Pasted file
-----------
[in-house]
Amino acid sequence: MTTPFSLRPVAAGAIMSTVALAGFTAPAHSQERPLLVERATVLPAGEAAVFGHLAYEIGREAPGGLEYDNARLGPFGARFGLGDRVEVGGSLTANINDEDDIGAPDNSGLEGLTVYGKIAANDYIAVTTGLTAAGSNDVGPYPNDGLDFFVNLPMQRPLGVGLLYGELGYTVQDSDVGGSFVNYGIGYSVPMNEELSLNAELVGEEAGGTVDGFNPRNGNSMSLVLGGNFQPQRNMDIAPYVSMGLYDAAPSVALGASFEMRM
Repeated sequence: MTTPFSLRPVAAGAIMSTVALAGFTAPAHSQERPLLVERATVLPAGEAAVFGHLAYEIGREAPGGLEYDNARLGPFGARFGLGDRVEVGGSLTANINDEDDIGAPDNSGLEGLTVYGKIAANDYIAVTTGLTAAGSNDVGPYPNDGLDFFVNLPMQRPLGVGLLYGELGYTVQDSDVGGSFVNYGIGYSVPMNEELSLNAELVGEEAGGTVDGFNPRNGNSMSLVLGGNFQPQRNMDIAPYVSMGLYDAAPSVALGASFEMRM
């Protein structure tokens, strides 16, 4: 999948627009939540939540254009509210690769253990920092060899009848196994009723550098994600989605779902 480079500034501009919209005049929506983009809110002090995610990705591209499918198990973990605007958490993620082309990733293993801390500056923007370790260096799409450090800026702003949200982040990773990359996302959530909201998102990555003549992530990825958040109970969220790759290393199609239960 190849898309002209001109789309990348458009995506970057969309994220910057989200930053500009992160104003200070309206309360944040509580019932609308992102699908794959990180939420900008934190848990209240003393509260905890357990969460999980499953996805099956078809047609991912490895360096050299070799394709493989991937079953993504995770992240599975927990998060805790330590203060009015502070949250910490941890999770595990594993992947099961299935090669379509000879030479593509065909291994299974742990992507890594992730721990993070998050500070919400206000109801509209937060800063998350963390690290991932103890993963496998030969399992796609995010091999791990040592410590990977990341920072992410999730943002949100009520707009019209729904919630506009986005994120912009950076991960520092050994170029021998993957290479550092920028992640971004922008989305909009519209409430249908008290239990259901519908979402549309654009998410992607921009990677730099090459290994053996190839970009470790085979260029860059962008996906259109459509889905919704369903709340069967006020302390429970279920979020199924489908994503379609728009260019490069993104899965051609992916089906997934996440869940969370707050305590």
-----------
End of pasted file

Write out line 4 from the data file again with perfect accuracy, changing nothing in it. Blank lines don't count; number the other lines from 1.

């Protein structure tokens, strides 16, 4: 999948627009939540939540254009509210690769253990920092060899009848196994009723550098994600989605779902 480079500034501009919209005049929506983009809110002090995610990705591209499918198990973990605007958490993620082309990733293993801390500056923007370790260096799409450090800026702003949200982040990773990359996302959530909201998102990555003549992530990825958040109970969220790759290393199609239960 190849898309002209001109789309990348458009995506970057969309994220910057989200930053500009992160104003200070309206309360944040509580019932609308992102699908794959990180939420900008934190848990209240003393509260905890357990969460999980499953996805099956078809047609991912490895360096050299070799394709493989991937079953993504995770992240599975927990998060805790330590203060009015502070949250910490941890999770595990594993992947099961299935090669379509000879030479593509065909291994299974742990992507890594992730721990993070998050500070919400206000109801509209937060800063998350963390690290991932103890993963496998030969399992796609995010091999791990040592410590990977990341920072992410999730943002949100009520707009019209729904919630506009986005994120912009950076991960520092050994170029021998993957290479550092920028992640971004922008989305909009519209409430249908008290239990259901519908979402549309654009998410992607921009990677730099090459290994053996190839970009470790085979260029860059962008996906259109459509889905919704369903709340069967006020302390429970279920979020199924489908994503379609728009260019490069993104899965051609992916089906997934996440869940969370707050305590």